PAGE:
But none of the 11 workers lost their jobs.
“If you have everything closed and you are firing people, you will have a huge amount of suicides,” said owner Eirene Benetou. She said she was glad that with government support, she was able to avoid laying off her workers, even though the bills are slowly accumulating at the business her family has run for 70 years.
Kostakos says his means are more limited than before the pandemic. Under the Greek program, furloughed workers are paid a flat $646 a month by the government, which is about $400 a month less than what he earns normally.
“Of course, I’m feeling the pressure sometimes,” said Kostakos, who now spends hours each day bicycling through the hushed streets of Athens, to escape the solitude of his apartment while the hotel stays closed. “I can manage it okay, with some difficulties.”
Zombie jobs in Europe, a historic reshuffling in the U.S.
Critics of the European programs say governments risk locking workers into jobs that may no longer be viable once the pandemic is over and depriving growing industries of workers.
Many European policymakers, however, say the pandemic will cause fewer fundamental shifts to their economies than previous crises, and that the risk of propping up a few zombie businesses is preferable to the jolt and pain that comes from widespread unemployment.
“We strongly believe that post-pandemic, tourism will rebound quickly. So it wouldn’t really make sense for us to let businesses fail and workers be laid off,” said Patelis, the adviser to the Greek prime minister. “We chose to avoid the upheaval in the first place.”
U.S. policymakers made very different choices, allowing a reshuffling of labor on a scale that Stanford economist Nicholas Bloom likens to the labor market tumult during the mass demobilization at the end of World War II.
Over the past year, as consumer spending shifted abruptly from services like restaurants and airlines to manufactured goods such as laptops or home entertainment systems, the amount of job reallocation in the U.S. rose by roughly 150 percent, according to Bloom.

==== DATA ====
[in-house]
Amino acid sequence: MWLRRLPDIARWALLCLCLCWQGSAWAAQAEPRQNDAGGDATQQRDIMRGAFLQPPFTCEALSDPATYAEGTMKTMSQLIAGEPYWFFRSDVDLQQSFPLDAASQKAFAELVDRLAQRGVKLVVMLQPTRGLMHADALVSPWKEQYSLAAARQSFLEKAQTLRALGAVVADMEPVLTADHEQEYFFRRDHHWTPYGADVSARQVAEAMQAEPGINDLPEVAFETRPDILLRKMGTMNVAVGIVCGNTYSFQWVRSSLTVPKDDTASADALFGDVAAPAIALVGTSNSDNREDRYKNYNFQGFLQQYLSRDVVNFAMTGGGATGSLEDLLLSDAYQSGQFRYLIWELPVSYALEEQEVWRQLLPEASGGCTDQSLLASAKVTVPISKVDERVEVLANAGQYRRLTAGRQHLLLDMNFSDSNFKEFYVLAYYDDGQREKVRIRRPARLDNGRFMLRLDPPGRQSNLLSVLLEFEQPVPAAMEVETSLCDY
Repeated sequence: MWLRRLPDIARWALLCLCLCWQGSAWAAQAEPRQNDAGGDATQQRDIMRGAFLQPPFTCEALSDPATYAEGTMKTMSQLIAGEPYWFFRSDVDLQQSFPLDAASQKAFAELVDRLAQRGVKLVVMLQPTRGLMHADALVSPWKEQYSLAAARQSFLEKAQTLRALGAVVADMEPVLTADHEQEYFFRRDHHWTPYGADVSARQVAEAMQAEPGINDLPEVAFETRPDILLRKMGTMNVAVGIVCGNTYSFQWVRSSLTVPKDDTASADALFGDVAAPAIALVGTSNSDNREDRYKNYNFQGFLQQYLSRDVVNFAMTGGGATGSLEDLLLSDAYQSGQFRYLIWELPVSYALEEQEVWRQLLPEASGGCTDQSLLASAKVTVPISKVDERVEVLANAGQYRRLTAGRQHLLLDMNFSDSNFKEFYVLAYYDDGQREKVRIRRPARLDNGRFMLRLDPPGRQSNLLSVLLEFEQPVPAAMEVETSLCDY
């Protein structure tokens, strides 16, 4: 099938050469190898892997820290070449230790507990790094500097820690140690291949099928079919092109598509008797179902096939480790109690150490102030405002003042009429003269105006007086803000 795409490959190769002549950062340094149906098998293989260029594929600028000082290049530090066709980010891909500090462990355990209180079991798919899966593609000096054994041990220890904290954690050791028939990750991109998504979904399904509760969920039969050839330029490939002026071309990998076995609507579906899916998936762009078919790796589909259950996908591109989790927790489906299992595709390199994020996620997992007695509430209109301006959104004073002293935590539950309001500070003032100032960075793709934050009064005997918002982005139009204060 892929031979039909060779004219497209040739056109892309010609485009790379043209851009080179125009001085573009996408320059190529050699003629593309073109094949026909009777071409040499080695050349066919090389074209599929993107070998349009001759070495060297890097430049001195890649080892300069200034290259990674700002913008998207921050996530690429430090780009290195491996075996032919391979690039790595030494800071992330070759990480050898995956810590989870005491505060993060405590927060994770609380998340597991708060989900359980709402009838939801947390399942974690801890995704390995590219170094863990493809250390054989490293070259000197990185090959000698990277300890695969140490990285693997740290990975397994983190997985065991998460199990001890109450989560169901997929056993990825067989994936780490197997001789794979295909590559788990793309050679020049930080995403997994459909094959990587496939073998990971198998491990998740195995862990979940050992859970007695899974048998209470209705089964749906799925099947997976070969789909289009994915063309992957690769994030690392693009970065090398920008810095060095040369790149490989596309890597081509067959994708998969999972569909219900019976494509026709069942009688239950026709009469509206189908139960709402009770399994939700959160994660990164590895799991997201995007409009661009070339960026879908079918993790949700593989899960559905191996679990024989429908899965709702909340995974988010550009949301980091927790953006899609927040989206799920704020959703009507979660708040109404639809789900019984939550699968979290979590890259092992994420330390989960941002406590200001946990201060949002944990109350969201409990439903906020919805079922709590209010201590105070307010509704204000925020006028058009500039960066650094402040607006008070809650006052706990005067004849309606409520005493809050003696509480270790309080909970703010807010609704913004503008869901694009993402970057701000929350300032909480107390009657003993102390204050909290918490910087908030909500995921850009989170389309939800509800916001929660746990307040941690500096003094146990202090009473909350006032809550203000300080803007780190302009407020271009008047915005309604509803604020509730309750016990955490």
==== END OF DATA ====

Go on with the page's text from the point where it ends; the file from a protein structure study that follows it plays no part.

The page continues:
United Airlines employs roughly 22,000 fewer workers than before the pandemic. Avis has cut its staff by one-third and Hilton hotels has dropped more than 30,000 workers. Meanwhile, e-commerce giant Amazon has added 500,000 workers since the end of 2019. (Amazon founder Jeff Bezos owns The Washington Post.)
Even with big government spending, workers feel the jolt
The U.S. approach has inflicted enormous suffering on millions of individuals, disproportionately hurting women, people of color and those earning the lowest wages.
“It’s pretty hard not to think of the performance of U.S. labor market institutions as really rather disastrous,” said historian Adam Tooze, director of Columbia University’s European Institute. “It’s been just a mortal blow to some of the most fragile households.”
Indeed, the pandemic has carved a tornado-like path through the economy, leaving many affluent Americans untouched or even better off while scarring those with less.
Since the crisis began, roughly one-quarter of those who applied for unemployment benefits failed to receive them. But those most likely to be unsuccessful in obtaining benefits were Blacks, Hispanics and the less-educated, the Census survey showed.
In Parkersburg, W.Va., Bree Erikson, 41, has seen her life unravel.
After losing her job as a personal assistant last summer, she spent several weeks on unemployment. She found a job with a local Ford dealer, as a detailing manager, but then lost it when she came down with symptoms of covid-19 and was ordered by a physician into quarantine.
She’s cycled in and out of homelessness since being evicted in October. For the past month, a friend has let her crash on a couch. The mother of two grown children also is a few months into an unplanned pregnancy and hasn’t been able to afford a doctor’s visit.
At one point, she spent four hours on the phone with the state unemployment office, trying to sort out an application to restore her benefits. A sympathetic clerk could not provide immediate relief, but joined her in prayer before hanging up.
“It’s pretty scary for somebody like me,” Erikson said recently, quietly crying on the phone.
“I’ve reached out for unemployment, for any type of job I can think of,” she said. “The last thing I wanted to be was a 40-year-old single mother, homeless . . . I just want help.”
Birnbaum reported from Riga, Latvia, Lynch reported from Washington and Labropoulou reported from Parga, Greece.